The U.S. Department of Education is just now starting to pay attention to a reporting requirement in the Higher Education Act (HEA) that harkens back to the 1980s. Penalties for failure to properly report can be stark, including imprisonment. While this Administration’s Education Department has typically engaged with the higher education community, its responses to outreach on this recently expanded requirement have been terse.

What requirement?

Section 117 of the HEA requires institutions of higher education to report to the Secretary of Education when either:

  1. The institution is owned or controlled by a foreign source; or
  2. The institution receives a gift from, or enters into a contract with, a foreign source for $250,000 or more.

The $250,000 value is calculated in combination with all other gifts from or contracts with that foreign source within a calendar year. Notably, although the statute sets the reporting threshold at $250,000, the Education Department’s reporting form currently seeks reporting of foreign-source gifts and contracts regardless of amount.

Why now?

Increased Scrutiny on Foreign Influence. In an era of increased scrutiny on foreign investments and foreign influence in U.S. higher education institutions, members of Congress have recently called out the Education Department for not enforcing this reporting requirement.

As a result, the Education Department has turned its attention to compliance efforts. As we reported here, the Department is currently auditing four major U.S. universities for failing to properly report. In an unusual move, the Department published its investigative letters for these universities.

Testifying in a recent U.S. Senate hearing, an Education Department official stated that less than 3 percent of U.S. colleges report receiving foreign gifts or contracts. The Department has estimated that 70 percent of all higher education institutions that receive gifts or contracts from foreign sources are not filing the proper disclosures. For those reasons, the Education Department is likely expecting an influx of Section 117 reports and will continue to increase its Section 117enforcement.

Supplemental Reporting Requirement. The Education Department has expanded on the reporting requirement. The new disclosure form that ignores the $250,000 minimum and expands on the type of institutions required to report and the type of information to report.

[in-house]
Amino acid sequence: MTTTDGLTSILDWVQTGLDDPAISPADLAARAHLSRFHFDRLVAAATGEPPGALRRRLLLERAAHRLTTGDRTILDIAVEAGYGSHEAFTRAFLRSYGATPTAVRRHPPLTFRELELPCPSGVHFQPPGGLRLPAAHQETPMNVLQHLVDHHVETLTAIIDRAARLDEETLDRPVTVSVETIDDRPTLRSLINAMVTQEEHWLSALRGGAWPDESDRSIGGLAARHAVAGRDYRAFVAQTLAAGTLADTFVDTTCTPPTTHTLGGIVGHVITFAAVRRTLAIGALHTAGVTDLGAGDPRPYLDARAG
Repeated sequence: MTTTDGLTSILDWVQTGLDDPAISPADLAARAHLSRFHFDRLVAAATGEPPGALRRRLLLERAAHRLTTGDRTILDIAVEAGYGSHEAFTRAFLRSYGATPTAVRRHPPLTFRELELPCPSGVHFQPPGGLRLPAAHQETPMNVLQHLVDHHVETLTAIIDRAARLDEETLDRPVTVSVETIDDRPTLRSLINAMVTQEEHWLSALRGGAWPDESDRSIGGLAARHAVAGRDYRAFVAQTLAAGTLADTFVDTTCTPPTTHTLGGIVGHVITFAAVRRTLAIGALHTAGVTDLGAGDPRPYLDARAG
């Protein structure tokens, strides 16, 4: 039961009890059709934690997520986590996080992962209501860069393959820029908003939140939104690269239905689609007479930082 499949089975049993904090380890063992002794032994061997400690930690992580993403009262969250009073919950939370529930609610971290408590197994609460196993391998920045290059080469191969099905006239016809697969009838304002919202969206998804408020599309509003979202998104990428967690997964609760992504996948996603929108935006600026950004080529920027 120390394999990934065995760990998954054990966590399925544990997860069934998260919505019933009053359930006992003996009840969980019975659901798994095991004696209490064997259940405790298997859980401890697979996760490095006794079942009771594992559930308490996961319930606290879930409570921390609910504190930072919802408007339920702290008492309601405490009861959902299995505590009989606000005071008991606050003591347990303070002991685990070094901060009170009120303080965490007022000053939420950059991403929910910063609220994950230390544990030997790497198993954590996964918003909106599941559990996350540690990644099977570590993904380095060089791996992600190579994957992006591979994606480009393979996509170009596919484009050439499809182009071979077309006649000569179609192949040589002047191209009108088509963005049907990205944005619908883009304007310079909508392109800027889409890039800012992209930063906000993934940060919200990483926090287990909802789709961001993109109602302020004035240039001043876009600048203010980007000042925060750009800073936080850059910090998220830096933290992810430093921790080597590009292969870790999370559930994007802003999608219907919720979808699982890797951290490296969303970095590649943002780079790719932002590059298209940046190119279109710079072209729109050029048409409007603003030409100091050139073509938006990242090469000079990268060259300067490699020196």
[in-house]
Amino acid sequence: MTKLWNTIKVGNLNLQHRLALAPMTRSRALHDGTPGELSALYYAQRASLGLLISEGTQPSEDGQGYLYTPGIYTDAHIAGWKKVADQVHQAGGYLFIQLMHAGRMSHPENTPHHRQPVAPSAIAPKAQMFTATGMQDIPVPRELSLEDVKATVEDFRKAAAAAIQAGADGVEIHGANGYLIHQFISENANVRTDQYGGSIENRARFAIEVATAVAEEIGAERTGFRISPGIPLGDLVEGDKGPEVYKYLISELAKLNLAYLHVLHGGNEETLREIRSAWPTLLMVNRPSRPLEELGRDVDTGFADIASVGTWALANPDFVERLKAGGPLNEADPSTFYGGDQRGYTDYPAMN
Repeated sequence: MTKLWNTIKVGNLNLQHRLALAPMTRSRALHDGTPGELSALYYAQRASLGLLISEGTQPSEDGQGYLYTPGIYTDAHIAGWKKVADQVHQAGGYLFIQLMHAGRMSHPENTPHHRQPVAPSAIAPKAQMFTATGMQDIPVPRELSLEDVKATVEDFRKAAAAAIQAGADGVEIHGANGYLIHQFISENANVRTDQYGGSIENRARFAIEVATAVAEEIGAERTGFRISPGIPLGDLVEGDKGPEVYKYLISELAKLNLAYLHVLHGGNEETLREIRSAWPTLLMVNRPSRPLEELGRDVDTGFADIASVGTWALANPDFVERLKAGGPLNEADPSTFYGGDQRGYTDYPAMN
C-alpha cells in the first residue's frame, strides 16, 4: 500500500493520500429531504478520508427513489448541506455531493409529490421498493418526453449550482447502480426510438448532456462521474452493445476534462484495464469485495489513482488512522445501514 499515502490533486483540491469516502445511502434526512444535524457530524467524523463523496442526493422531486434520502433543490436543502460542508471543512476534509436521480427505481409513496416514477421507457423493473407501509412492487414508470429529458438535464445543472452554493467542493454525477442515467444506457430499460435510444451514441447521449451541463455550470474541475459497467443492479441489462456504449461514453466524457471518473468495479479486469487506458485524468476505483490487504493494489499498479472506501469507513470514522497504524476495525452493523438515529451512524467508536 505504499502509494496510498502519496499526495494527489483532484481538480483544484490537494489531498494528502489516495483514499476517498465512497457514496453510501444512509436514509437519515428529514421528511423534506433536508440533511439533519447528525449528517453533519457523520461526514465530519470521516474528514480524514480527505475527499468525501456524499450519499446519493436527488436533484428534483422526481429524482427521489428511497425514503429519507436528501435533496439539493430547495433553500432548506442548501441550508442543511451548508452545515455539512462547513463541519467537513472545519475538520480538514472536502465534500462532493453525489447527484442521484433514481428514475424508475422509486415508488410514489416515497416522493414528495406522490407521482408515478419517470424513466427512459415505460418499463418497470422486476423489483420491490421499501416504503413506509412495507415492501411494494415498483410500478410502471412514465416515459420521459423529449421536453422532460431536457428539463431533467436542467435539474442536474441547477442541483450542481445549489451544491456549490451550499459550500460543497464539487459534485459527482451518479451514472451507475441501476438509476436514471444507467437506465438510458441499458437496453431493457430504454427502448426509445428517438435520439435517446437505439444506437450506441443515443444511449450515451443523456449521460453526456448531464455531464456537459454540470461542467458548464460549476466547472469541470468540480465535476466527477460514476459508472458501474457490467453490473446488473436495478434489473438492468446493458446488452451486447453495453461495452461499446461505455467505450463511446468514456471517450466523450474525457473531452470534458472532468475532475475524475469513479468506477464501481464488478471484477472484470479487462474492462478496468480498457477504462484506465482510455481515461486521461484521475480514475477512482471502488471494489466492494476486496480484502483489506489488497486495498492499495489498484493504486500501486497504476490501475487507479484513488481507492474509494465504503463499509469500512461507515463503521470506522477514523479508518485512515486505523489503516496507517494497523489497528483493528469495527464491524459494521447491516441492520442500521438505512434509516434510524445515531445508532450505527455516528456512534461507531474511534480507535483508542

That form could be interpreted to require reporting on behalf of affiliates of universities, small liberal arts colleges, university hospitals, independent research foundations, hospitals, and alumni groups, and information including alumni contributions, season tickets, tuition, and confidential information, such as licenses and anonymous donors. Somewhat alarmingly, the Department’s supporting statement for the expansion of the reporting requirement merely states: “The Department makes no pledge about the confidentiality of the data because the authorizing statute makes no provision for same.” In addition, in the published investigative letters, the Department goes so far as to request records demonstrating the university’s activities taken to confirm that the foreign sources do not provide support for terrorist activities. The Department (under)estimates that this reporting will only take 10 hours.

How to Prepare

Step 1: Review Report Records and Consider Filing Missing Reports. We recommend conducting an internal audit to ensure that your university has filed the reports required by the HEA, remedy any missing reports, and implement a process to file reports going forward that meet the reporting requirement of the HEA.

Step 2: Consider Filing Comments on the Reporting Scope and Burden. The Education Department is affording the higher education community the opportunity to provide informal comment on the supplemental reporting requirement. Interested parties can file comments through November 5, 2019 here. If overbreadth is a concern of your institution, you may wish to consider filing comments.

Step 3: Consider Alerting Your Congressional Representatives. Because the Department is not formally required to make changes based on any public comments (unlike the situation in a formal notice and comment rulemaking), you may wish to consider bringing the overly broad reporting requirement to the attention of your U.S. Senators and your Members of Congress.

Step 4: Continue to Monitor the Reporting Requirement. After November 5, 2019, you should review the finalized supplemental disclosure form to ensure your reporting process addresses the finalized requirements.

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